We’d only walked down the street for a minute before my penchant for fashion kicked in and some dress shirts in a storefront display caught my eye, beckoning me inside. Upon entering the store, the store’s owner Marco greeted us and offered help if we needed it. Even after telling him that we were just looking, he still struck up conversation to be friendly, finding out that we were in the area shopping for glasses. Turns out that he has a friend that runs a shop in the Yonge-Eglinton Centre! Since we only had just over an hour to get there and we were due to hit a dinner party after our shopping, I got Marco’s card, promising that I’d go back to check out his wares since it was such a pleasant experience.

And then it happened.

We stopped in at a Hakim. It was deserted and the only rep there was a mousy-looking woman at the back counter. She quickly directed us that the men’s glasses were on one side of the store and the women’s on the other. And I think that’s the last time she ever spoke to us! She busied herself by calling someone about an invitation to a party or wedding or something and paid us no mind. We spent 10 minutes looking at glasses there, and yes, we had questions, but she wouldn’t give us the time of day! It was VERY FRUSTRATING. So we left, myself vowing never to shop at Hakim again. Thanks, guys.

After this we made our way down to Optika — the store owned by Peter, Marco’s friend. This is what he did that differed from the other stores:

  • Helped us understand what frames best suited our faces and complexions
  • Discussed the trends in fashion and what we might want to be looking at to be ahead of the curve
  • Gave us as much attention as possible, despite the fact that he was the only one tending the store and that there were other customers around
  • Kept the store open late to make sure that our transaction was finished accurately
  • Got the glasses ready for us in two business days

Overall, we were really happy to have found this guy by random chance. I can assure you that he’ll be getting my future business!

So the moral is, don’t be a Hakim. Don’t be that person who’s too “important” (read: pretentious) to give people the time of day. Everyone is worth it. EVERYONE.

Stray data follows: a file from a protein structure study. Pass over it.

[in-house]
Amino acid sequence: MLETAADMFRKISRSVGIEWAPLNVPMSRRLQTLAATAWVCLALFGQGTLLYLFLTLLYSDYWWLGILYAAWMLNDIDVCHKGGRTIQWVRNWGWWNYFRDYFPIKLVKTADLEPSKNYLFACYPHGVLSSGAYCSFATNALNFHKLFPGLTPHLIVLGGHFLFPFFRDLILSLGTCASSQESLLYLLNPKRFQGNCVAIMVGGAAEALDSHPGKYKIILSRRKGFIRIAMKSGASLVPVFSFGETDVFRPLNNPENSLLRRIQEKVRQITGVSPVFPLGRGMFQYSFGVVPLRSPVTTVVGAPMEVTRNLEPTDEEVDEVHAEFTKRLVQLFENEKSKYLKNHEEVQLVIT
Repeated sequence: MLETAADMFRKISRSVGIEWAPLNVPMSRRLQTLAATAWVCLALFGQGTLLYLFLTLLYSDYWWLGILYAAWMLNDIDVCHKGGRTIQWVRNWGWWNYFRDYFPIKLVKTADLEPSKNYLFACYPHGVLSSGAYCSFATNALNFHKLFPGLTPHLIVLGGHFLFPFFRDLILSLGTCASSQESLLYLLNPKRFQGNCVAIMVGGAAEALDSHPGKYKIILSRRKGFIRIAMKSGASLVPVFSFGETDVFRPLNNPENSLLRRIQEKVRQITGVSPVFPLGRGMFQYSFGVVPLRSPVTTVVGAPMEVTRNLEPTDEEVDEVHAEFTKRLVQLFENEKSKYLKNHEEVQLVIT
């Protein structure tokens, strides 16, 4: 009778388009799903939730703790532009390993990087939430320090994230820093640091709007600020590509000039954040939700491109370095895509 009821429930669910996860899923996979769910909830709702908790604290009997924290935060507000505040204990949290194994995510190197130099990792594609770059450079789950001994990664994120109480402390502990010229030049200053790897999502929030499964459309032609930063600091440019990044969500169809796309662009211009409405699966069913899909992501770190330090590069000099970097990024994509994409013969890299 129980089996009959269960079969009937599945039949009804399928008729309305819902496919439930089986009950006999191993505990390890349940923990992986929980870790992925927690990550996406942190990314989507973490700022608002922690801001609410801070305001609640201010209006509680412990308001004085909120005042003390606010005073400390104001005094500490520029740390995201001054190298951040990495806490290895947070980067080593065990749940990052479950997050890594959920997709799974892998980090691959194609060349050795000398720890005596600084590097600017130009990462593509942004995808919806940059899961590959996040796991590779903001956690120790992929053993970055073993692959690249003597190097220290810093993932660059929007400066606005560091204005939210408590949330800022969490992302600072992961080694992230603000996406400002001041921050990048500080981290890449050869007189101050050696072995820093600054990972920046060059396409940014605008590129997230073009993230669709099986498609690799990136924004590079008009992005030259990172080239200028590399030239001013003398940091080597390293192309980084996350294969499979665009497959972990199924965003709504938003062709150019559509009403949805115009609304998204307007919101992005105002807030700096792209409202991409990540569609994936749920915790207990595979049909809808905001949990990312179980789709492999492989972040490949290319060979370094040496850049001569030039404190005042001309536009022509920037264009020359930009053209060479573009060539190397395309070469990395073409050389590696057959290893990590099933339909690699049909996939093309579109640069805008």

I’m out!

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Making the Earth a Greener Place!

Last updated on April 6th, 2021 at 10:07 am

Every year, April 22nd is Earth Day. Which is good, because I totally forgot about Earth Hour a little while back, apparently choosing to sit around and watch TV with Sarah instead. I’m going to go about it a little differently this time, though. I’m a big fan of making our world a greener place: I cringe when I see coworkers throw items in the trash instead of recycle them; I try to reduce my physical footprint by having less things so that I can use up less resources; I’m a regular public transit rider—in a lot of ways, I’d like to think that I contribute to the solution.

But I’m not perfect.

Get Involved!

Last updated on March 31st, 2021 at 08:57 am

No man is an island. For that matter, neither is any woman, child or organism of any type. If you breathe, you need a community. Now I’m sure that there are the odd thing here or there that contradict this, but from a generalized standpoint, our relationships with others are one of the essential things that define our lives.

Let’s take a look at some practical application:

There’re numerous things going on around you at any given time. At the same time, I hear people talking about being bored or lonely. What’s stopping you from asking that person out across the table? Fear of rejection? Or maybe you want to go and dance at a party, but you’re worried about what people might think. Guess what, guys? A lot of this stuff is inconsequential.